An ardent belief that technology can solve the world's greatest problems defines the 80 students of Singularity University, who will graduate at NASA Research Park this Saturday, Aug. 18, after 10 weeks spent brainstorming ideas to "positively affect the lives of a billion people within a decade."
Paying $25,000 in tuition, students -- including computer scientists, digital artists, engineers, doctors, business students, filmmakers and entrepreneurs -- team up to create companies, nonprofits or research initiatives to address problems in poverty, energy, health, environment, education, security, water and food.
Technology to use the open seas as a venue for agriculture was a project for one group this summer. Last year, a Singularity group launched Matternet, a startup that aims to harness drone technology to haul goods in developing countries that lack highway infrastructure.
Among several startups springing from Singularity are the peer-to-peer car-sharing service Getaround and BioMine, which uses mining industry technologies to extract value from electronic waste.
"The important thing is believing in an idea, as crazy as it might be, no matter what, until it comes true and revolutionizes the present to make a future a better place to live in," wrote Catarina Falleni, a designer from Italy and one of this summer's participants, in a description of herself.
The 80 members of Singularity's Class of 2012 represent 36 countries and range in age from 19 to 51, with an average age of 30.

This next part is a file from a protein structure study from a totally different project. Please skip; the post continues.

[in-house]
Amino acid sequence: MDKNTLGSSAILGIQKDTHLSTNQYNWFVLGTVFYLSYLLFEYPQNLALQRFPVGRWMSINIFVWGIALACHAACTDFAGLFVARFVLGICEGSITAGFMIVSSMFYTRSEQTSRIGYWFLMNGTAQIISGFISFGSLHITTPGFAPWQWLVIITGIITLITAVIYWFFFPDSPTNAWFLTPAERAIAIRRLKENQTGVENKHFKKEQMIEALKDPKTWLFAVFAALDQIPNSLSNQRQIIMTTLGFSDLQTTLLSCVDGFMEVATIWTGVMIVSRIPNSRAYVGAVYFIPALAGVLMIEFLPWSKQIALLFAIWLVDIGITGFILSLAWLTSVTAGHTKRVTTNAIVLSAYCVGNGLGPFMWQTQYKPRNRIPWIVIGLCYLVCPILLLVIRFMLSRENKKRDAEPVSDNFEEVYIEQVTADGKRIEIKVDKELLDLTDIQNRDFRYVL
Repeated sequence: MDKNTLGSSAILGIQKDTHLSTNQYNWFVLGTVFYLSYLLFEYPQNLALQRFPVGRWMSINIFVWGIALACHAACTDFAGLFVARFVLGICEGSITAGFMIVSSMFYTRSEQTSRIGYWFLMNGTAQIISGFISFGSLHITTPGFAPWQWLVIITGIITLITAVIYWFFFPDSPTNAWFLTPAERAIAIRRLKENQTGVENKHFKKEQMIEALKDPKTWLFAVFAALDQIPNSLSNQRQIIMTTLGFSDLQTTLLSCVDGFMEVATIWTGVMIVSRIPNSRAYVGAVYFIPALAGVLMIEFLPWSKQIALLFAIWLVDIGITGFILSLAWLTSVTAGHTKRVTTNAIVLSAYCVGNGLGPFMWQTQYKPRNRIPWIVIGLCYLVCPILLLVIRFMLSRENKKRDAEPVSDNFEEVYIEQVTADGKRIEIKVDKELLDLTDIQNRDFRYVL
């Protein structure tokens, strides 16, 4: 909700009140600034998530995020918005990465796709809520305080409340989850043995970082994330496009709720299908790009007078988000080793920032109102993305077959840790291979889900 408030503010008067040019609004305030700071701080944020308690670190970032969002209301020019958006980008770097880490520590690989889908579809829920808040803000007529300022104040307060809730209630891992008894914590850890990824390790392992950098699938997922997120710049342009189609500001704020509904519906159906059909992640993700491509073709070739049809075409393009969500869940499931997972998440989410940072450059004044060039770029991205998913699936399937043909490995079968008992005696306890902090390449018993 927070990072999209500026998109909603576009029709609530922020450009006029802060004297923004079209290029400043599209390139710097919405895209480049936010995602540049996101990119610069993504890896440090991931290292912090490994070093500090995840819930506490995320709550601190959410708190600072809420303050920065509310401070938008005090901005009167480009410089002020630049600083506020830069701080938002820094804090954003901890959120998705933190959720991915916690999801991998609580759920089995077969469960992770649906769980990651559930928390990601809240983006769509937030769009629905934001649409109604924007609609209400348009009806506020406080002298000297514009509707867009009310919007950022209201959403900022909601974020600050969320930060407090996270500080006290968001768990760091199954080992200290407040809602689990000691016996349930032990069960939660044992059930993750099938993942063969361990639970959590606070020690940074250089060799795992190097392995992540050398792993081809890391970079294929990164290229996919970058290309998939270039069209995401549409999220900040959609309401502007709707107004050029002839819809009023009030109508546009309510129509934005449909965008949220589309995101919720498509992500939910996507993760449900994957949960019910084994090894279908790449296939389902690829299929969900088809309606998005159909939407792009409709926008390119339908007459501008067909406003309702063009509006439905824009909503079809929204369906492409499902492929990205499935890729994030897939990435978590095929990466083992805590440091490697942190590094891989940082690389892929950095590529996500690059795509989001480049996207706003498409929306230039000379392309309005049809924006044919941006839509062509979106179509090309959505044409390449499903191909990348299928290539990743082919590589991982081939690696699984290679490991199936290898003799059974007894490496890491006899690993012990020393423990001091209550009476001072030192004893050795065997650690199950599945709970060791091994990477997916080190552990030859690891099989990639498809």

In Saturday's ceremony at the Computer History Museum, students will get a chance to showcase their projects. GE Senior Vice-President Beth Comstock will deliver a keynote address, with an additional appearance by a "special surprise guest."
In Singularity's first closing ceremonies in 2009, Google's Page said: "If I were a student, this is where I'd want to be."
Singularity University was founded in 2008 by Peter Diamandis, a physician, engineer and founder of the X-Prize, and Ray Kurzweil, an inventor and futurist who defined "singularity" as "a future period during which the pace of technological change will be so rapid ... that human life will be irreversibly transformed."
Kurzweil, 64, who takes 150 pills a day in an effort to retard the aging process, told PBS last month that technology will soon make it possible to extend the human lifespan indefinitely. Among his many publications is the 2005 book, "The Singularity Is Near."
At Singularity's founding conference four years ago, Kurzweil and Diamandis asked an assembled group of scientists how a new institution could harness the exponential growth in technologies -- including artificial intelligence and robotics, nanotechnology, networks and computing systems, biotechnology and bioinformatics and medicine and neuroscience.
At the time, Page said: "I think we need to be training people on how to change the world. Obviously technologies are the way to do that. That's what we've seen in the past. That's what's driven all the change."
Google, along with Autodesk, Cisco, ePlanet Ventures (now ePlanet Capital), the Kauffman Foundation and Nokia provided early corporate backing and senior leadership for Singularity's board. Genentech recently joined as a corporate sponsor, according to Singularity business development manager Aaron Frank.
Faculty members include former astronaut and robotics researcher Dan Barry; technology security expert Marc Goodman; stem-cell researcher, physician and entrepreneur Daniel Kraft; and Brad Templeton, former chairman of the Electronic Frontier Foundation.
Guest speakers include Silicon Valley scientists, inventors and company founders.
Singularity students live in an on-site dormitory and have the run of a large classroom, lounge and "innovation lab" that includes tools and a 3-D printer.
In addition to the summer Graduate Studies Program, Singularity runs seven-day executive-training courses "for people to learn about the curriculum we teach in the summer program," Frank said.
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